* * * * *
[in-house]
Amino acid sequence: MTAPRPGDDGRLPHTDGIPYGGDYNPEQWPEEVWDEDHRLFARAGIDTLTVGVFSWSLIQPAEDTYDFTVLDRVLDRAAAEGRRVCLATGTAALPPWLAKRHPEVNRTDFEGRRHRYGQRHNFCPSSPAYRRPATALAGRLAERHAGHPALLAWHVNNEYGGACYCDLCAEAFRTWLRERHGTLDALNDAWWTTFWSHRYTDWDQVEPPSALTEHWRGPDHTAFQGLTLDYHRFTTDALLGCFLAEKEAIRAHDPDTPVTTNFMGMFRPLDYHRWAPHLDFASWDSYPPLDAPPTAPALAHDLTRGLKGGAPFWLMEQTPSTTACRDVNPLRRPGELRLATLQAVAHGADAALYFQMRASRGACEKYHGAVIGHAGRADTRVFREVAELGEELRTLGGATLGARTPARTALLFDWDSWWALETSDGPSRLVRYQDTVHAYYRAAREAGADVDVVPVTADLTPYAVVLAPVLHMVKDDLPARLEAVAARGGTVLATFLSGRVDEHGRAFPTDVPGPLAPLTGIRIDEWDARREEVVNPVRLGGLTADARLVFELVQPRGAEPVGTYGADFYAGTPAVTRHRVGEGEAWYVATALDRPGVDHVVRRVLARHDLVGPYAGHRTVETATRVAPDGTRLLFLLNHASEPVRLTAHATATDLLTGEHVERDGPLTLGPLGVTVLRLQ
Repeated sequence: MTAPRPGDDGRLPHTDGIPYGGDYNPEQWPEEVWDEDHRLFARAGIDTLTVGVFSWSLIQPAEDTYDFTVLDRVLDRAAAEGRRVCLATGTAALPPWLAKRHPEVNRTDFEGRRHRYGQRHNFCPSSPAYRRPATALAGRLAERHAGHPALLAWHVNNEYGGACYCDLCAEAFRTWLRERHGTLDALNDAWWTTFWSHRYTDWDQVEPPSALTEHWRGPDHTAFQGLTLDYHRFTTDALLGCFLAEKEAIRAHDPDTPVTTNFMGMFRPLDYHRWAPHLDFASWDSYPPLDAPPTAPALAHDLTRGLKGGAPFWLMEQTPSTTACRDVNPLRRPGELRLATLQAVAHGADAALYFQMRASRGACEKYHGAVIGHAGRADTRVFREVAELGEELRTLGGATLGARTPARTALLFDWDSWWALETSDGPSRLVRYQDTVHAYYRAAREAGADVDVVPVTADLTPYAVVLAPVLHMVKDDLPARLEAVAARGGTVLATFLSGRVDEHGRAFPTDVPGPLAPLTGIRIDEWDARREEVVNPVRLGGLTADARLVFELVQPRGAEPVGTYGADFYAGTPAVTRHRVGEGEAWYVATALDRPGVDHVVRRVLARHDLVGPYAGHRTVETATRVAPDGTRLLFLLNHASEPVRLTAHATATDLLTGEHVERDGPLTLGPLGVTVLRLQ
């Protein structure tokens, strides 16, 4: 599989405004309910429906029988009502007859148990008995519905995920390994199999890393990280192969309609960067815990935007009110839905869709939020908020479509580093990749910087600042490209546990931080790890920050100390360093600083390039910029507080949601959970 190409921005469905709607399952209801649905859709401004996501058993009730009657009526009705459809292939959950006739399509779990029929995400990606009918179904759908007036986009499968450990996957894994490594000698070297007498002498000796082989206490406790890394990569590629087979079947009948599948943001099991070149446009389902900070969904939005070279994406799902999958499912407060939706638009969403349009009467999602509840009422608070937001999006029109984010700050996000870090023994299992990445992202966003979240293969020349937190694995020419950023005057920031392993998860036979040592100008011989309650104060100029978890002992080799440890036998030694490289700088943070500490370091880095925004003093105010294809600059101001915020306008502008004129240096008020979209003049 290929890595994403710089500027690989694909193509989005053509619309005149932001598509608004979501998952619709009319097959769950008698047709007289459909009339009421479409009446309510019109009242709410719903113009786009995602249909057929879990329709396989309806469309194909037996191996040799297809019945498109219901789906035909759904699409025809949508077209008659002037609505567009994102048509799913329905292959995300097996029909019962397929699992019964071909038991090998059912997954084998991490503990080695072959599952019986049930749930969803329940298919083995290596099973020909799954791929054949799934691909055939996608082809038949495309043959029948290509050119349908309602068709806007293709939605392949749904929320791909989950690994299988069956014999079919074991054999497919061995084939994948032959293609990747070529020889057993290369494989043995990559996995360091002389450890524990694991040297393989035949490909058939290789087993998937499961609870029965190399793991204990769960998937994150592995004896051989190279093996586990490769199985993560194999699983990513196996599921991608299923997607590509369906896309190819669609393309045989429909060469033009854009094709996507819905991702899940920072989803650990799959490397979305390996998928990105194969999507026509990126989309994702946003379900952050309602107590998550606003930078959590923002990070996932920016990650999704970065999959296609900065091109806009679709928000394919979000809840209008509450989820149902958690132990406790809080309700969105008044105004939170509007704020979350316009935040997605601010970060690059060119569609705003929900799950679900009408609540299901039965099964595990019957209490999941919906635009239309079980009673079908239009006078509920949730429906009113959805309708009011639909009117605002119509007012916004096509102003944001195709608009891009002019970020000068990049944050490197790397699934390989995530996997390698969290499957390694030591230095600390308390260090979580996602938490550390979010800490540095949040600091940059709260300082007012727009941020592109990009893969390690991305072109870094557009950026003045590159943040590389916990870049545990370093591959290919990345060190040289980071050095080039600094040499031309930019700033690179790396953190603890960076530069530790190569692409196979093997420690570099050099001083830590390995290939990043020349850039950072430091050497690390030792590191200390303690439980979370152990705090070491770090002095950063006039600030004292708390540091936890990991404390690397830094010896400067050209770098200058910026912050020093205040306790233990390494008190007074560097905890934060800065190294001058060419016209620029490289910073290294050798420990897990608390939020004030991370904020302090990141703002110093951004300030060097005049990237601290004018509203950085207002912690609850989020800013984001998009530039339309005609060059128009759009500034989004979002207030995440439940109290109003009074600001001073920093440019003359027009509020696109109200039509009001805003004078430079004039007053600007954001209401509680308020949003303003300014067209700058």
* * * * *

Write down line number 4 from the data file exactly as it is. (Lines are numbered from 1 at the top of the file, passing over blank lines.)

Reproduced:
């Protein structure tokens, strides 16, 4: 599989405004309910429906029988009502007859148990008995519905995920390994199999890393990280192969309609960067815990935007009110839905869709939020908020479509580093990749910087600042490209546990931080790890920050100390360093600083390039910029507080949601959970 190409921005469905709607399952209801649905859709401004996501058993009730009657009526009705459809292939959950006739399509779990029929995400990606009918179904759908007036986009499968450990996957894994490594000698070297007498002498000796082989206490406790890394990569590629087979079947009948599948943001099991070149446009389902900070969904939005070279994406799902999958499912407060939706638009969403349009009467999602509840009422608070937001999006029109984010700050996000870090023994299992990445992202966003979240293969020349937190694995020419950023005057920031392993998860036979040592100008011989309650104060100029978890002992080799440890036998030694490289700088943070500490370091880095925004003093105010294809600059101001915020306008502008004129240096008020979209003049 290929890595994403710089500027690989694909193509989005053509619309005149932001598509608004979501998952619709009319097959769950008698047709007289459909009339009421479409009446309510019109009242709410719903113009786009995602249909057929879990329709396989309806469309194909037996191996040799297809019945498109219901789906035909759904699409025809949508077209008659002037609505567009994102048509799913329905292959995300097996029909019962397929699992019964071909038991090998059912997954084998991490503990080695072959599952019986049930749930969803329940298919083995290596099973020909799954791929054949799934691909055939996608082809038949495309043959029948290509050119349908309602068709806007293709939605392949749904929320791909989950690994299988069956014999079919074991054999497919061995084939994948032959293609990747070529020889057993290369494989043995990559996995360091002389450890524990694991040297393989035949490909058939290789087993998937499961609870029965190399793991204990769960998937994150592995004896051989190279093996586990490769199985993560194999699983990513196996599921991608299923997607590509369906896309190819669609393309045989429909060469033009854009094709996507819905991702899940920072989803650990799959490397979305390996998928990105194969999507026509990126989309994702946003379900952050309602107590998550606003930078959590923002990070996932920016990650999704970065999959296609900065091109806009679709928000394919979000809840209008509450989820149902958690132990406790809080309700969105008044105004939170509007704020979350316009935040997605601010970060690059060119569609705003929900799950679900009408609540299901039965099964595990019957209490999941919906635009239309079980009673079908239009006078509920949730429906009113959805309708009011639909009117605002119509007012916004096509102003944001195709608009891009002019970020000068990049944050490197790397699934390989995530996997390698969290499957390694030591230095600390308390260090979580996602938490550390979010800490540095949040600091940059709260300082007012727009941020592109990009893969390690991305072109870094557009950026003045590159943040590389916990870049545990370093591959290919990345060190040289980071050095080039600094040499031309930019700033690179790396953190603890960076530069530790190569692409196979093997420690570099050099001083830590390995290939990043020349850039950072430091050497690390030792590191200390303690439980979370152990705090070491770090002095950063006039600030004292708390540091936890990991404390690397830094010896400067050209770098200058910026912050020093205040306790233990390494008190007074560097905890934060800065190294001058060419016209620029490289910073290294050798420990897990608390939020004030991370904020302090990141703002110093951004300030060097005049990237601290004018509203950085207002912690609850989020800013984001998009530039339309005609060059128009759009500034989004979002207030995440439940109290109003009074600001001073920093440019003359027009509020696109109200039509009001805003004078430079004039007053600007954001209401509680308020949003303003300014067209700058």